New 30 gallon Emergency tank (long sorry)
I posted a little while back about my angels showing breeding tendancies. I really wanted to buy a new big tank. But als I really don'yt have the money for that at this point in time. I tried searching for a used tank in the personals. But I couldn't find a suitable tank for a reasonable price. But the angels were getting increasingly aggressive towards my black angel. So I knew time was running out (allthough i thought I had more time) They were just chasing at forst no real aggression. I settled for a 30 gallon high. (the pet store owner graciously took a 29 gallon starter kit and swapped the tanks for the same price, yay "Pet Boutique" ! I wanted something bigger but I just can't afford anything better at this time (I can't really afford this either )
So I bought it and then built a stand for it myself for 20 bucks for all materials. I set it up last night. I really wanted to do a fishless cycle. But there is just no time. Because I got home today and "Sly" my black angel, is shredded :cry: . I mean just torn up, his fins are mangled and he's missing scales.
I origionally took a couple of danios from my 29 gallon (regular) to cycle the new tank (30tall). I dont want to put too much stress on the other fish. I of course took water and sponges from my 55 and 29 to speed things up. But I just wanted to take it as slow as I could (thinking I had more time) So now I put my neons and phantoms along with the danios' in the 30 gallon high. Rescued sly from my 55 and put him into the 29. The 29 has a couple cories.
Sly is now in the corner of my 29 just sitting in one spot :cry: I put some melafix in the water to hopefully help him heal.
I realize I didn't do things right because I wouldn't be in this mess in the first place. But am i doing right now? I don;t want to plunk my breeding pair of angels into an uncycled tank. Nor my battered and bashed outcast angel. I do care about my neons and danios too (dont get me wrong) I jsut beieve they are heardy enough to weather this out. I also cant have my black angel in with my other fish in the 29 they are too small I believe. Nor will the bio load support all those little fish AND a fully grown angel. I also cant wait weeks for a fishless cycle to end.
Can I do anything else? I'm kind of stuck between a rock and a hard place here. I feel pretty crappy about the whole situation right now. Will plants from my other tanks help right now? I have a whole bunch of stem plants.
My tentative plan is to have my paired angels go into the 30 gallon tall. All by themselves. I know they may eat their brood but I'll slay that dragon if it gets to that point. Some angels I have read make pretty good parents or may eat the eggs then become good parents. So they breed and Ill have the fry in there untill they can survive on their own then transfer them to the 55 so they can grow out? or use the 10 gallon hospitol tank? buy another, cheap as possible, grow out, bare bottom, bare minimum tank?...that I cant afford............I'm screwed arent I?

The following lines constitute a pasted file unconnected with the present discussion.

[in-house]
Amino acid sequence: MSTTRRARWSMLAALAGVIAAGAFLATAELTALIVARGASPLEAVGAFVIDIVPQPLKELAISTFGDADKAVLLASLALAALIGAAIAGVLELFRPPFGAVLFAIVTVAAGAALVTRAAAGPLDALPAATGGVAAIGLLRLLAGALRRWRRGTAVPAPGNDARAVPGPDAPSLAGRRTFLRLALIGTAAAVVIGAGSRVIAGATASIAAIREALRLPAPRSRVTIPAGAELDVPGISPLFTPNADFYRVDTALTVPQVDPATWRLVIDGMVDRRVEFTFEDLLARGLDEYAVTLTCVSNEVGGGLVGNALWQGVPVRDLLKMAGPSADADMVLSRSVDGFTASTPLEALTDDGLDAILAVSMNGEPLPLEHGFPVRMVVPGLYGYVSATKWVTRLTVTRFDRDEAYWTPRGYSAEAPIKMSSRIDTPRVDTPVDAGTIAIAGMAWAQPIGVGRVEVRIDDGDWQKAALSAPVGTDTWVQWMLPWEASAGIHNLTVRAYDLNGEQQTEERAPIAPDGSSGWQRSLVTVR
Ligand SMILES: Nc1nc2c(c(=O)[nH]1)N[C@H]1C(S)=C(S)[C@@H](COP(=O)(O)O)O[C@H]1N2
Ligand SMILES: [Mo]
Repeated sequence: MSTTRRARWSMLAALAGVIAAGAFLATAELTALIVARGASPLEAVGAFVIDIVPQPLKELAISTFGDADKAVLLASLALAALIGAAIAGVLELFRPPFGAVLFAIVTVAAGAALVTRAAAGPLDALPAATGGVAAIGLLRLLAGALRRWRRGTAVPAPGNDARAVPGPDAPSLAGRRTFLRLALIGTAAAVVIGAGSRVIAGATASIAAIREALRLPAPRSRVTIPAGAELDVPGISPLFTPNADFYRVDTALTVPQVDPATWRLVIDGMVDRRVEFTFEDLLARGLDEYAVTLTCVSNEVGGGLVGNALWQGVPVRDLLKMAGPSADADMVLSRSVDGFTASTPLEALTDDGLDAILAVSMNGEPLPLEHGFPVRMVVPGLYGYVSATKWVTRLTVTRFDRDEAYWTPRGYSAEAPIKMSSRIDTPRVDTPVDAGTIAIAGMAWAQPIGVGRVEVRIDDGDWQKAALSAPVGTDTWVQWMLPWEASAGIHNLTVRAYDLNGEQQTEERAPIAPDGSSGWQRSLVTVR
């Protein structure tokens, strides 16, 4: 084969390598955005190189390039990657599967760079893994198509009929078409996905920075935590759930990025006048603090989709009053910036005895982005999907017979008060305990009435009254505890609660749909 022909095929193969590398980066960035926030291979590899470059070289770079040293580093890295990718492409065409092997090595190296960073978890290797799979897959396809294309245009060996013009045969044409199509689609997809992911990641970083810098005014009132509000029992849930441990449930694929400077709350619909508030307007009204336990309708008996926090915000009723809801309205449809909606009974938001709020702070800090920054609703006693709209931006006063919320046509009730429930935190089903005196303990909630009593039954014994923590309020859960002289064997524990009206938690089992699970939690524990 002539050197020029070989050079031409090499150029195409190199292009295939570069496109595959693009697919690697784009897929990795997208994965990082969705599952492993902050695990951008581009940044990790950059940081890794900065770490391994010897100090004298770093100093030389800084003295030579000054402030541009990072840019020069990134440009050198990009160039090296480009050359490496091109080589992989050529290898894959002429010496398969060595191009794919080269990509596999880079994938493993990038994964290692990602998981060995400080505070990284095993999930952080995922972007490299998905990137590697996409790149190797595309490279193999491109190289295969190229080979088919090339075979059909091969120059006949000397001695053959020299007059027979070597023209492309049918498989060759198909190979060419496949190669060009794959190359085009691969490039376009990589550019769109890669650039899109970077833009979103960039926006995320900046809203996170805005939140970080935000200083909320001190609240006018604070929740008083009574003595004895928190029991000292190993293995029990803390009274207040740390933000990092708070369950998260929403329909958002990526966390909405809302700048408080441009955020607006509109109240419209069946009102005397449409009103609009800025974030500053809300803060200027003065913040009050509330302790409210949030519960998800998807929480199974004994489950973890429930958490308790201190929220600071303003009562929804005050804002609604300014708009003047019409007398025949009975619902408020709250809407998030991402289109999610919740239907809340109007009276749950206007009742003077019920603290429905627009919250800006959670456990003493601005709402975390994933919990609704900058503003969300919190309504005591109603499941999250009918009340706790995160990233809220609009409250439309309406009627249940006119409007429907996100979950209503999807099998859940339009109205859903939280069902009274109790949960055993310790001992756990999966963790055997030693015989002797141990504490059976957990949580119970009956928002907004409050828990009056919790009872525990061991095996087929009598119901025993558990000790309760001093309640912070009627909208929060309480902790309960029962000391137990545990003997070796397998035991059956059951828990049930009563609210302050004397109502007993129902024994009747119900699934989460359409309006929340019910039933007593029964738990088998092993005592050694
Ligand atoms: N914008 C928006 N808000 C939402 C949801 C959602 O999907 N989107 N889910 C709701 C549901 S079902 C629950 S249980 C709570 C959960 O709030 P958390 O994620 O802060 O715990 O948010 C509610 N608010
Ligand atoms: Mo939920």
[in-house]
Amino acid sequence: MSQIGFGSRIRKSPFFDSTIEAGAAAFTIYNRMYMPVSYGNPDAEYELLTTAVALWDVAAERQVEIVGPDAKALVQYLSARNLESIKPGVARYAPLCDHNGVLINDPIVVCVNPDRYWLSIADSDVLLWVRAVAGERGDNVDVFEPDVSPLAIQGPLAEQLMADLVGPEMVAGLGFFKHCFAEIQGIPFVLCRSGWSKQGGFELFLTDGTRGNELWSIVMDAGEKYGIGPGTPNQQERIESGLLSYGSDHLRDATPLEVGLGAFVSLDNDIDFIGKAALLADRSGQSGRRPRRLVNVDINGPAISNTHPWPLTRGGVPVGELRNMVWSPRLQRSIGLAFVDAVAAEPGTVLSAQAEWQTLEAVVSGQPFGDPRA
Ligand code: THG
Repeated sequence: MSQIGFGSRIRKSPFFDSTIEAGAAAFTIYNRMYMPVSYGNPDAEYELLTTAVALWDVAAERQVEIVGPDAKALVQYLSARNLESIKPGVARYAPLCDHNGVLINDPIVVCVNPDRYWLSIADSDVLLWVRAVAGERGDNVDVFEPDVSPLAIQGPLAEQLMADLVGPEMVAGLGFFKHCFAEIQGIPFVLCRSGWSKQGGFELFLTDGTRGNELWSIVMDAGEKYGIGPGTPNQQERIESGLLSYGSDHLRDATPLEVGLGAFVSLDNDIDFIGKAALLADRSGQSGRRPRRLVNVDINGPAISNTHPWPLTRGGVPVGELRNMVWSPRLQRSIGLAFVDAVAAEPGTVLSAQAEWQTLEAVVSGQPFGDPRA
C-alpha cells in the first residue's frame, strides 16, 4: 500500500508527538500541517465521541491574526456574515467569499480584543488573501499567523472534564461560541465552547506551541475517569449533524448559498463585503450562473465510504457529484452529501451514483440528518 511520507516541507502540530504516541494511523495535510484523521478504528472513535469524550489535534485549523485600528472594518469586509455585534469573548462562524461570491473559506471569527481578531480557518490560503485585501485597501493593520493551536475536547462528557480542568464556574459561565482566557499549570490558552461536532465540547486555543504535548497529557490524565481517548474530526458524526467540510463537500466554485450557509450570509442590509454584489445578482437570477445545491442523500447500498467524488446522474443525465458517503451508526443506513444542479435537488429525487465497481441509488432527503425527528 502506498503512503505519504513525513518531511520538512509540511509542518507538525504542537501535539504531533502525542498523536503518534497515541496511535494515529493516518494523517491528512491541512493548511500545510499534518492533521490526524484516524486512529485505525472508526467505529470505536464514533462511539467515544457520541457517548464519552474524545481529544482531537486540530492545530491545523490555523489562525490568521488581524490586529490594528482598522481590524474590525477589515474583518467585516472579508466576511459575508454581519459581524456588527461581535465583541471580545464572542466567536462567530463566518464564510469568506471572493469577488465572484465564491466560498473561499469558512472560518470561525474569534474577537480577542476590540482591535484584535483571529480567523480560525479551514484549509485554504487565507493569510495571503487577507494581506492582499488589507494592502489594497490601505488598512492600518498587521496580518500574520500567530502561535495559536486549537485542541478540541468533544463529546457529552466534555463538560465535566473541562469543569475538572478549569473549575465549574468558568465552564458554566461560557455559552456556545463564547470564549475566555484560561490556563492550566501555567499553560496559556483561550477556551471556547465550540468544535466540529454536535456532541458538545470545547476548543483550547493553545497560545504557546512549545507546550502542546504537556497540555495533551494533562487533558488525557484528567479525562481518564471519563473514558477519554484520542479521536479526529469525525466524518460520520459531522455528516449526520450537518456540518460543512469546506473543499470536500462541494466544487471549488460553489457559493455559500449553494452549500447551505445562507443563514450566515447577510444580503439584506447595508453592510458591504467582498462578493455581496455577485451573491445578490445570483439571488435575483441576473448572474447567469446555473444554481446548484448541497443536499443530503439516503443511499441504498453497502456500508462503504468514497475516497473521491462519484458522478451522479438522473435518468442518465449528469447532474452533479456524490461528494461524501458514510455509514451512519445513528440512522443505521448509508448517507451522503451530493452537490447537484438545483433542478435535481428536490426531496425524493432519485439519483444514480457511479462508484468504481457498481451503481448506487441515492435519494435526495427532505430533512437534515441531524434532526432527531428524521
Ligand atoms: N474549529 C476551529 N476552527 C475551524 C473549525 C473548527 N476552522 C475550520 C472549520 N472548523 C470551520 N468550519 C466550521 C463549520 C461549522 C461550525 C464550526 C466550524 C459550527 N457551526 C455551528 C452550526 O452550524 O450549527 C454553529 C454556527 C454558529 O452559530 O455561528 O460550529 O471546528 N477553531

Well, you're in the right forum if you want to get a tank "cycled" in record time.
Solution for the new tank: Go heavily planted right from the start. You'll need a good substrate, enough light (shoot for 2 wpg or so, more if you're serious about plants), some fertilizers, test kits, and some plants. You can add CO2 if you want.
I'm assuming that your aquariums aren't planted, since you didn't mention it. If you get a good quantity of fast-growing plants (usually stem plants) you can sort of side-step the traditional cycle. The whole issue is ammonia & nitrites. In traditional aquariums you need to wait until enough bacteria have built up to convert ammonia-->nitrites-->nitrates, which are less toxic and sit around until you do a water change.
In planted aquariums, the ammonia and nitrite don't have a chance since the plants greedily suck them up. They'll also consume nitrates. Most people with densely planted tanks end up adding large quantities of potassium nitrate (KNO3), phosphates, and trace elements to keep the plants happy. If the plants are happy then the fish are living in paradise. Besides, well-planted tanks are MUCH enjoyable. Ask anyone on the forum.
Until you get things going you can improvise with frequent large WC's - maybe 50% twice a week. This should keep ammonia and nitrite levels down even with no plants or bacterial colony.
A breeding pair of angels won't tolerate much in the way of other fish. A 30 high is a good choice for angels due to their shape. BTW, send me a PM if you want angel breeding advice. I've raised hundreds of them. There are many, ways to do it correctly and even more ways to do it poorly.
Just looked at your other posts & your tank photos. You're certainly not new to plants. I'd say you'll need a higher density of stem plants though, if you want to rely on them to get around cycling.